Blueberries and Breast Cancer Treatment

//Blueberries and Breast Cancer Treatment

Blueberries and Breast Cancer Treatment

2017-05-14T00:49:08-07:00 November 11th, 2016|News|

By Shivani Kamal, Biochemistry and Molecular Biology, ’17

Author’s Note:

“I originally became interested in the potential anti-cancer effects of blueberries when I took a nutrition seminar my first year at UC Davis. Curious about further research on its effects on breast cancer, I decided to write an article to educate other students about it. Many of us either have a family member or know someone diagnosed with cancer, so spreading knowledge of current cancer research is an important reminder of support, hope, and determination to individuals and their families.”

Breast cancer is the second most fatal cancer to women worldwide, and although early detection screening and treatments have improved, there is still a high death rate. The American Cancer Society predicts a death toll of 40,890 women in 2016 due to breast cancer. Most of these fatalities will result from metastasis, in which cancer cells in the body grow to large proportions, disrupting the functions of other organs. Although there is no cure for breast cancer, chemotherapy has proven successful at eliminating the unhealthy cells in some patients. While these preventative treatments are focused on preventing harmful cells from replicating and surviving, they are also toxic to beneficial cells in the body. Scientists’ interest in decreasing the damage to healthy bystander cells in cancer patients led to research into alternative treatment methods. These alternative methods consist of experimenting with natural chemicals found in blueberries against various cancer cells. Two metabolic studies, one published in The American Journal of Surgery and the second in Molecular Nutrition and Food Research, researched the effect of natural blueberry chemicals on breast cancer cells and disease prevention.

Previous studies have shown that eating more fruits and vegetables is associated with a lower risk of cancer2. Specifically, blueberries contain phytochemicals, or plant chemicals, that have been linked to reductions in the risk of major chronic diseases. Pterostilbene is a phytochemical isolated from blueberries that has been shown to reverse the process of harmful cell mutation by halting the growth of cancer cells, decreasing their reproduction rate and causing cell death3.

Scientists from Taipei Medical University tested if consuming blueberries helps lower the risk of breast cancer and published their findings in the Molecular Nutrition and Food Research Journal.3 The scientists treated cells with pterostilbene to explore the effects of the chemical on cancer stem cells3. The results showed cells treated with pterostilbene significantly decreased cancer cell reproductive activity after 72 hours.  In addition, the treated tumor cells showed a significant increase of DNA fragmentation and degraded structure, because the chemical has potential to destroy already existing cells4. Even though the blueberry chemical has been shown to have anti-cancer effects, more research is needed to confirm if pterostilbene can be used as an additive drug for breast cancer treatment, as well as other types of cancer.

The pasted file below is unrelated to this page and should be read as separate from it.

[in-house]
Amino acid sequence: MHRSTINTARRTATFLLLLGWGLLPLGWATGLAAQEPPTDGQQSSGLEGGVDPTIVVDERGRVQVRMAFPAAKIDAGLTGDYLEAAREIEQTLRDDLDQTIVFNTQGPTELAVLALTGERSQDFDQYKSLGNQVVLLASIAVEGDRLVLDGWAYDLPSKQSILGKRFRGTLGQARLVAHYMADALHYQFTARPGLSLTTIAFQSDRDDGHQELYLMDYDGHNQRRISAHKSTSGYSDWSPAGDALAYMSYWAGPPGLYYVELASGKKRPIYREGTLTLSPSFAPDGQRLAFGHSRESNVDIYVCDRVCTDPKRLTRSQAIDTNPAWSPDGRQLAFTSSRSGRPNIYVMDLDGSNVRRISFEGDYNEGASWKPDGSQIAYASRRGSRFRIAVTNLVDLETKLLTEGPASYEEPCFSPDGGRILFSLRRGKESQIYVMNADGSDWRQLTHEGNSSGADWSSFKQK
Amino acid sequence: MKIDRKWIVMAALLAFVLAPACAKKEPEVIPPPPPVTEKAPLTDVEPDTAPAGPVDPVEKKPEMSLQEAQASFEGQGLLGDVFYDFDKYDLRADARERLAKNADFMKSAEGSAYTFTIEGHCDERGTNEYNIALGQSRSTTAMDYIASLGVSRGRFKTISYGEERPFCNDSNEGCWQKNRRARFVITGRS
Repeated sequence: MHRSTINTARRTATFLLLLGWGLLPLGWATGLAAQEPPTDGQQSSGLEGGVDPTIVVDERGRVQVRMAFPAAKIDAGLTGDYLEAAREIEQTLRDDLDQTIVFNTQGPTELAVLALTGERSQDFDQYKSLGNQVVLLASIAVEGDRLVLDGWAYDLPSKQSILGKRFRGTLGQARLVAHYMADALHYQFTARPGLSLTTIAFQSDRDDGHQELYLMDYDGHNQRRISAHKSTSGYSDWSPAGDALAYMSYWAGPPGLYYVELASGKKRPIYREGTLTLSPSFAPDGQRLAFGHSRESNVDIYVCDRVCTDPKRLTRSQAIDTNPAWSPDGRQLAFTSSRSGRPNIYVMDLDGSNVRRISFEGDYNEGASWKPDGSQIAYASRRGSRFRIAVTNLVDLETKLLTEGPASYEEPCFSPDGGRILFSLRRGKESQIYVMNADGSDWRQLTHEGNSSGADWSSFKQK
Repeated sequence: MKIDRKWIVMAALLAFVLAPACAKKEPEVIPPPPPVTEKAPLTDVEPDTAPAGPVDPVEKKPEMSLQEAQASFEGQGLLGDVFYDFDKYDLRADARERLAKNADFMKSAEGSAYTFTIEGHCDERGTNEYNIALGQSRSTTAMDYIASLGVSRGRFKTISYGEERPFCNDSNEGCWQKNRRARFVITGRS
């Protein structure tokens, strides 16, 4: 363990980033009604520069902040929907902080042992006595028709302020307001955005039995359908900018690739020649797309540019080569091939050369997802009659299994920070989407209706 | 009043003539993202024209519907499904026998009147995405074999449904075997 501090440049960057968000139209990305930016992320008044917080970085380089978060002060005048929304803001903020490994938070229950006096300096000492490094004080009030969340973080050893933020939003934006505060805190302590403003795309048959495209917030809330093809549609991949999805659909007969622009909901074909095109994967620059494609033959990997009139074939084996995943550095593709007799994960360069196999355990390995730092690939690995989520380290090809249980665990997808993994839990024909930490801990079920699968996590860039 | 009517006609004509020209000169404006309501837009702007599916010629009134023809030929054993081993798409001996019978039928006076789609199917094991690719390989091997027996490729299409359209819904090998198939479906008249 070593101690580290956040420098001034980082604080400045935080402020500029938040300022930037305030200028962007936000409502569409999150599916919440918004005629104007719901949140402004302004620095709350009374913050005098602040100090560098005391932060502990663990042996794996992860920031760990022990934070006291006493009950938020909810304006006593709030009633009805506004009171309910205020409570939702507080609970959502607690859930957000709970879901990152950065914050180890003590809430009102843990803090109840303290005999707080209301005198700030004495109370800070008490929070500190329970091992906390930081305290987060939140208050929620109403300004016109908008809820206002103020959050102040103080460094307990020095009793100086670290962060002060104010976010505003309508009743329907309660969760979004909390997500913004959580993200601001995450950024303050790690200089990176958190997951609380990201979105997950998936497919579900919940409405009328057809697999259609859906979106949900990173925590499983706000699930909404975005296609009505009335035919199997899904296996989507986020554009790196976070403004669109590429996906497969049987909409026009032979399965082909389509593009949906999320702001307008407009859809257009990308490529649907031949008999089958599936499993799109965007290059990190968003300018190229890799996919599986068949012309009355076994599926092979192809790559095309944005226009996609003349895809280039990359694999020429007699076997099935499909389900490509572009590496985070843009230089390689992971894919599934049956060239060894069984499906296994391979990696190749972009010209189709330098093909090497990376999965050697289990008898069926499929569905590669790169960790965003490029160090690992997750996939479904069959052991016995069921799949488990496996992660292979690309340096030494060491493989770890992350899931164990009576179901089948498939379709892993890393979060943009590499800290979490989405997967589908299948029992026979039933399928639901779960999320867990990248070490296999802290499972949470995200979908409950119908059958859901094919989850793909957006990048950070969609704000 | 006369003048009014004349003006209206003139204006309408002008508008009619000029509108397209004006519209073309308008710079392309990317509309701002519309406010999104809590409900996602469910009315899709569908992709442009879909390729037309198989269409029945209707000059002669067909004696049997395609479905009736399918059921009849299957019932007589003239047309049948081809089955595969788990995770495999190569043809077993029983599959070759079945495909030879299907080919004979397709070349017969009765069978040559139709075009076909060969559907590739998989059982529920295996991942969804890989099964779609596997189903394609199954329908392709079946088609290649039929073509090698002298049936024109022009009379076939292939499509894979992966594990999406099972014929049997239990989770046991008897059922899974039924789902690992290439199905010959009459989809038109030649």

To test how pterostilbene can act as an additive treatment, researchers treated high risk and diagnosed cancer patients with tamoxifen as a preventative plan. Tamoxifen is a hormone that attaches to breast tissue cells and keeps the already deactivated estrogen receptors from activating. Activated estrogen receptors are likely to be attached to cancerous cells and reproduce, so tamoxifen may play an important role in cancer suppression. In a metabolic study published in The American Journal of Surgery, researchers combined tamoxifen and pterostilbene and hypothesized that the two chemicals would produce an additive effect in impeding breast cancer cells from dividing 5. The results of this metabolic study show that using both chemicals to treat cancer cells has a greater impact than treating the disease using only one chemical5.

Overall study results have shown that supplemental use of pterostilbene, a natural ingredient in blueberries, can help reduce the risk of breast cancer. Consuming a diet containing fruits and vegetables can help reduce risk of cancer because other natural plant chemicals may potentially work together to produce better anti-cancer effects. Therefore, naturally consumed pterostilbene and additional natural plant chemicals should be studied further as an additive treatment to reduce toxic chemicals put in the bodies of breast cancer patients.


  1. Aiyer H, Warri A. Influence of Berry Polyphenols on Receptor Signaling and Cell-Death Pathways: Implications for Breast Cancer Prevention. Journal of Agricultural and Food Chemistry 2012;60(23):5693-5708.
  2. Zhao Y. Berry Fruit Value-Added Products for Health Promotion. Florida: CRC Press Taylor & Francus Group; 2007.
  3. Mak KK, Wu AT. Pterostilbene, a bioactive component of blueberries, suppresses the generation of breast cancer stem cells within tumor microenvironment and metastasis via modulating NF-_B/microRNA 448 circuit. Molecular Nutrition and Food Research 2013;57(7):1123-1134.
  4. Alosi J, McDonald D. Pterostilbene inhibits breast cancer in vitro through mitochondrial depolarization and induction of caspase-dependent apoptosis. Journal of Surgical Research 2010;161(2):195-201.
  5. Mannal P, McDonald D. Pterostilbene and tamoxifen show an additive effect against breast cancer in vitro. The American Journal of Surgery 2010;200(5):577-580.